FredT From United Kingdom, joined Feb 2002, 2185 posts, RR: 26 Reply 3, posted (11 years 6 months 3 weeks 4 days 7 hours ago) and read 5429 times:
By using a GPS or an INS as suggested, or by taking your TAS and heading, adding the known wind and calculating the length of the resulting velocity vector.
How to find out which way the wind is blowing? By using a hight-tech gadget called a 'windsock'.
If you're up in the air, check your drift.
In the good old days they had an instrument specifically intended to check the drift angle. Checking the drift angle on two different headings would enable you to calculate the wind speed and direction.
I thought I was doing good trying to avoid those airport hotels... and look at me now.
PPGMD From United States of America, joined Sep 2001, 2453 posts, RR: 0 Reply 4, posted (11 years 6 months 3 weeks 4 days 5 hours ago) and read 5413 times:
SuperCub speeding up, how true. I was once going to fly the cub inland a little until I called for briefing, 15kts direct headwind, that would cut down my cruise speed by 25%, oh well faster to drive, but then again with Orlando Traffic, maybe that 45kt cruise ain't that bad.
Bio15 From Colombia, joined Mar 2001, 1089 posts, RR: 7 Reply 5, posted (11 years 6 months 3 weeks 4 days 3 hours ago) and read 5398 times:
1)FredT's method is a good one, not so easy as the GPS. You can calculate your drift also using a VOR. If you're heading straight to it, you take a reference distance point, and then let yourself drift for a while and then take another reference point. You will be able to calculate the ground distance flown by the change in radial from the VOR and your change in distance to the VOR (which is not always the same as the ground distance flown). You calculate the resulting vector by knowing it is the addition of your vector with respect to the air (airspeed and heading) plus the vector of the wind (speed and heading as well), and it will be headed in the direction of your drift. Therefore if you have your heading and airspeed, you can find out the windspeed.
Skyguy11 From , joined Dec 1969, posts, RR: Reply 9, posted (11 years 6 months 3 weeks 3 days 15 hours ago) and read 5316 times:
Or see how far you went in a minute and multiply that by 60. This will work better in faster planes, however, because it's kind of hard to distinguish between 1.4nm and 1.6nm.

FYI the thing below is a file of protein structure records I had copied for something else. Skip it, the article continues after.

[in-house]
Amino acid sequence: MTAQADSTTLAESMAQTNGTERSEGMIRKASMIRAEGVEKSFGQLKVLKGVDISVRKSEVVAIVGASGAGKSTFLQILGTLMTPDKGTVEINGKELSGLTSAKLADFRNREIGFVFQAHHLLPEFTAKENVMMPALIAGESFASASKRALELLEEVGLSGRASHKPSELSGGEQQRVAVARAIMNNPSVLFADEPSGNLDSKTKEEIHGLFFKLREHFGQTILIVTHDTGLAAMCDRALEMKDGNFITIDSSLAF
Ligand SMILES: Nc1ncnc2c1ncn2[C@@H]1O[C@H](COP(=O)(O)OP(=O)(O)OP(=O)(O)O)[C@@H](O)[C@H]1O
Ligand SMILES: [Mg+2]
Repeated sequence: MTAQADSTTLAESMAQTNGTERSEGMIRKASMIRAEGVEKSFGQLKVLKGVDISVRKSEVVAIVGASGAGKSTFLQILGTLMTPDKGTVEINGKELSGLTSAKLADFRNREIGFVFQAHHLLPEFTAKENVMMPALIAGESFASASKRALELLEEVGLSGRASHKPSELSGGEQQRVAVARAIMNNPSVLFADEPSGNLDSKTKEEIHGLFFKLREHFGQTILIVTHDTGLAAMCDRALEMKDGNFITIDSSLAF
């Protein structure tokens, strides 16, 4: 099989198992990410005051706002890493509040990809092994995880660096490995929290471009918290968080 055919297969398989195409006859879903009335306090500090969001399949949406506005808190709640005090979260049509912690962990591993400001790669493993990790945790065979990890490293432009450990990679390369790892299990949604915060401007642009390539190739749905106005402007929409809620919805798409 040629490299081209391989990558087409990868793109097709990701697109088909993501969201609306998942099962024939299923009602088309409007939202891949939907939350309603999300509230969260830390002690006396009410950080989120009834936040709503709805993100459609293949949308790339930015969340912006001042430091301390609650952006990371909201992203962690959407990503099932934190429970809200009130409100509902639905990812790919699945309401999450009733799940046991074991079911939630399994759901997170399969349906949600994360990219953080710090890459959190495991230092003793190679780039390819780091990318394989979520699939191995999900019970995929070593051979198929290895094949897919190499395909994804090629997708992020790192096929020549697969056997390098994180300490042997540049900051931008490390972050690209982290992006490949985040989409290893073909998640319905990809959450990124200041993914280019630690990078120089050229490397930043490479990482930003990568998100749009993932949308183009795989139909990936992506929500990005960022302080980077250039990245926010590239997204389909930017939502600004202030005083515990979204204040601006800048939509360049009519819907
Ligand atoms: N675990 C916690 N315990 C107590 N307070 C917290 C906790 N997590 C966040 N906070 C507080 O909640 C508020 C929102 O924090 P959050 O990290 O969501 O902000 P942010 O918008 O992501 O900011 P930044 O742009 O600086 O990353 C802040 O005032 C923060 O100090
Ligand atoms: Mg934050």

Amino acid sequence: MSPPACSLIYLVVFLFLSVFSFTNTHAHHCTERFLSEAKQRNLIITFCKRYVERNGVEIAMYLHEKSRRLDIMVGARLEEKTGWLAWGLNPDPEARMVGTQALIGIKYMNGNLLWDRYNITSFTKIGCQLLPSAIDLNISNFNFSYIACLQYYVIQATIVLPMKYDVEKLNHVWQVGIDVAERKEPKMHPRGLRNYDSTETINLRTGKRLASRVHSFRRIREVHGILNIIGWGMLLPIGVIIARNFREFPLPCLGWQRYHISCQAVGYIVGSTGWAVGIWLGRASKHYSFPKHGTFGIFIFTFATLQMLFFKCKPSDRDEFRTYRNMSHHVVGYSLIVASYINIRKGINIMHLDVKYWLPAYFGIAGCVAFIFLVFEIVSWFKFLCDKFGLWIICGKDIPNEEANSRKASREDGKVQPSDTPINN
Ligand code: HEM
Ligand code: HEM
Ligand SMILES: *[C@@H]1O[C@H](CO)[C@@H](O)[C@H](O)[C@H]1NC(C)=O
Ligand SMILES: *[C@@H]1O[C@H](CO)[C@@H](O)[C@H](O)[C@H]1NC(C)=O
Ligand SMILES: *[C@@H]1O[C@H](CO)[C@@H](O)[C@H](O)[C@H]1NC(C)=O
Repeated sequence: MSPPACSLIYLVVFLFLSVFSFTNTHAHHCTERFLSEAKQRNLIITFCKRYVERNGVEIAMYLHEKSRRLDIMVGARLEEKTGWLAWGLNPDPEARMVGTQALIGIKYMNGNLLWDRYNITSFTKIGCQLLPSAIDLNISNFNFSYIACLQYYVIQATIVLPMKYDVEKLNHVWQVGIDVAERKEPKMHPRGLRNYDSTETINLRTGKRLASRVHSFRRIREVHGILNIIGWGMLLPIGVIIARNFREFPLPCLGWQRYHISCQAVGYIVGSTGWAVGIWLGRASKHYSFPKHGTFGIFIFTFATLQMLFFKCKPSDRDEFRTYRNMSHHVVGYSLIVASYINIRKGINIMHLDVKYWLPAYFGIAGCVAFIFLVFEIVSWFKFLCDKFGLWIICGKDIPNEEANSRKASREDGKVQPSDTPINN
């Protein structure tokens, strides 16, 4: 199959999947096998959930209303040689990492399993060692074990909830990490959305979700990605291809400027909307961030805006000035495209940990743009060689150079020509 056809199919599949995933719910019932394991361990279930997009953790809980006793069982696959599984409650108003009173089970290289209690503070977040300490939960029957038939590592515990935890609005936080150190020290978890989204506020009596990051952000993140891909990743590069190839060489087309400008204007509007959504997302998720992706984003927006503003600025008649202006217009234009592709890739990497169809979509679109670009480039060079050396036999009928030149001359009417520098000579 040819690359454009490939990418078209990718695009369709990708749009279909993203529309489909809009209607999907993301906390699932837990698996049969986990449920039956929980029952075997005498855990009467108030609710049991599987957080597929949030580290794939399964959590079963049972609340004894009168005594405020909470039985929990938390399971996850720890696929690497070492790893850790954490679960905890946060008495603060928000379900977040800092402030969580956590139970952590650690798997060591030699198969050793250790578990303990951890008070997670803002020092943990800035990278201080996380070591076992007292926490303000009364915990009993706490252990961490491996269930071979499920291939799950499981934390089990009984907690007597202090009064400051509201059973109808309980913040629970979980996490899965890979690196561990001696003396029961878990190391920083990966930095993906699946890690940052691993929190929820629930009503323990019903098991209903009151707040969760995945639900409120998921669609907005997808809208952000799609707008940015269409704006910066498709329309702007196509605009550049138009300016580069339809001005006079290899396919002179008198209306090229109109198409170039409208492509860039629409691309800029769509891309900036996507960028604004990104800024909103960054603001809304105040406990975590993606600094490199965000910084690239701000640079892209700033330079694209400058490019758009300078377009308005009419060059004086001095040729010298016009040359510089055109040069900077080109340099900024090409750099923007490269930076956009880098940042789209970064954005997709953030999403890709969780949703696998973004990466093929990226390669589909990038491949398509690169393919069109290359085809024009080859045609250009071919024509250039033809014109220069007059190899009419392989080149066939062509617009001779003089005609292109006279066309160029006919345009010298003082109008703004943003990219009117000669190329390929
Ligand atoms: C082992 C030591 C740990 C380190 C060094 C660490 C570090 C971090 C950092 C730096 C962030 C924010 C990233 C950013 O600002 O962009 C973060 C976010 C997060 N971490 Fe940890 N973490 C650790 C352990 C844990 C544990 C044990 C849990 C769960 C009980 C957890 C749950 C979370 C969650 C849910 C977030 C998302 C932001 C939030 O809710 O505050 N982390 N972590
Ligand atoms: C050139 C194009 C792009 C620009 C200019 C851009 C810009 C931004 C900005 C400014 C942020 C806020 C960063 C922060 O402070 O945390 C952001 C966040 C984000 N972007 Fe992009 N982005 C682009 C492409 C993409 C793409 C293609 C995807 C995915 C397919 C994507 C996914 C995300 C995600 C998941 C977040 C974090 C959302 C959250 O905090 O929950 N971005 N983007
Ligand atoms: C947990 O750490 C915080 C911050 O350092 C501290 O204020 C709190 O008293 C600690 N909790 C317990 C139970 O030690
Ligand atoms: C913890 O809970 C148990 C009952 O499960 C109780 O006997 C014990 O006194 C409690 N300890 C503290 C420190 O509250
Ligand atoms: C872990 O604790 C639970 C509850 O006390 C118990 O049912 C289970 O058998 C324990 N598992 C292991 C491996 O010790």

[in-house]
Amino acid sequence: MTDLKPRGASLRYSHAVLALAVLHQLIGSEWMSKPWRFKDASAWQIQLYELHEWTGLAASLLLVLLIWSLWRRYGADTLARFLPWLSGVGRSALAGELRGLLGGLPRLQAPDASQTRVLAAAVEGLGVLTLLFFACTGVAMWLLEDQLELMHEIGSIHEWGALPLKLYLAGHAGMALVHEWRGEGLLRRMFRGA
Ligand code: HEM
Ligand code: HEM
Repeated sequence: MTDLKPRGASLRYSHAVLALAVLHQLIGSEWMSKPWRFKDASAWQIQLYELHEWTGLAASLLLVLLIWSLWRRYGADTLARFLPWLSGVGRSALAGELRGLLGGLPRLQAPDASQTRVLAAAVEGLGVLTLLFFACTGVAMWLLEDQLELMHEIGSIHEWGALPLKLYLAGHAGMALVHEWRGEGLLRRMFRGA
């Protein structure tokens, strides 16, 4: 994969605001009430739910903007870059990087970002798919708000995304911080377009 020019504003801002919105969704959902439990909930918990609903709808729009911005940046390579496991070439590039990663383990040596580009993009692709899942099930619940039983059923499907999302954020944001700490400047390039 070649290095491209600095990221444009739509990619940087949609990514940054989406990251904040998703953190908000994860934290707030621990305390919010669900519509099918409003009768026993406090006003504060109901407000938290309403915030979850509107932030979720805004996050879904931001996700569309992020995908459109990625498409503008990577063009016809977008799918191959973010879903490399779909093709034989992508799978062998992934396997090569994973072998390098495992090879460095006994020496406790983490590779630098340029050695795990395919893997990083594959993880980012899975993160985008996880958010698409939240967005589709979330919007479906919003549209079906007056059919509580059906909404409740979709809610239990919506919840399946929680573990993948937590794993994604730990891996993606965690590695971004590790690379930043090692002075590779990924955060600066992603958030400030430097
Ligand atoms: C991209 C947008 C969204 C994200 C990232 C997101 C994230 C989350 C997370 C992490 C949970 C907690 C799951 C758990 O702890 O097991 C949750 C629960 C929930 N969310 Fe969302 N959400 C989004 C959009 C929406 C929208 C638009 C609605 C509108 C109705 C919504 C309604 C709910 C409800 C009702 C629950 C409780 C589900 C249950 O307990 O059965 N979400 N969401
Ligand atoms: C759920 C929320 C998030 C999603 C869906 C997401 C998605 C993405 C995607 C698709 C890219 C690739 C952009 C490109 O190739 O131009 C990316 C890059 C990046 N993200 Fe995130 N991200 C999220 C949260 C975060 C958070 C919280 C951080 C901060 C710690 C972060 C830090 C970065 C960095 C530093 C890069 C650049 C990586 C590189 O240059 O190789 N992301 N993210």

But if you see how far you go in 6 minutes and multiply it by 10 then you will get a more accurate answer. I prefer to time myself between two predetermined checkpoints, and divide the distance by the time.
TurbineBeaver From United States of America, joined Jan 2002, 1199 posts, RR: 0 Reply 13, posted (11 years 6 months 3 weeks 2 days 8 hours ago) and read 5258 times:
The first thing I learned when flying a cross country: calculate groundspeed after every checkpoint. Yeah, we've got the fancy GPSs, but there are easy ways. Find two points on your sectional, measure the distance between, and fly from them, timing it. Then, just plus it into your flight computer or whiz wheel, the distance and the time, and you get your groundspeed. Then, by referencing this to your airspeed, you can get a good sense of the wind.
Bio15 From Colombia, joined Mar 2001, 1089 posts, RR: 7 Reply 14, posted (11 years 6 months 3 weeks 2 days 4 hours ago) and read 5243 times:
>>>Then, just plus it into your flight computer or whiz wheel, the distance and the time, and you get your groundspeed
I believe all pilots should be able to NOT use a computer on this one!!!
you know the distance, you know the time, so guess what! The velocity is your distance divided by the time it took you to fly it.
That, you plus it into your brain and give your maths some exercise.
It's just a shame seeing there's nothing to do about the issue of computers dominating aviation, and pilots getting dumber.
Saxman66 From United States of America, joined Sep 2000, 518 posts, RR: 0 Reply 16, posted (11 years 6 months 3 weeks 1 day 20 hours ago) and read 5209 times:
As for wind ask FSS for the winds aloft. Then interpolate that for your altitude. Also the general direction that the wind is at the airport will be about the same in the air. As for WCA (wind correction angle) i use about 5 degrees of correction for every 10 knots of direct crosswind. You just kinda have to mess with it.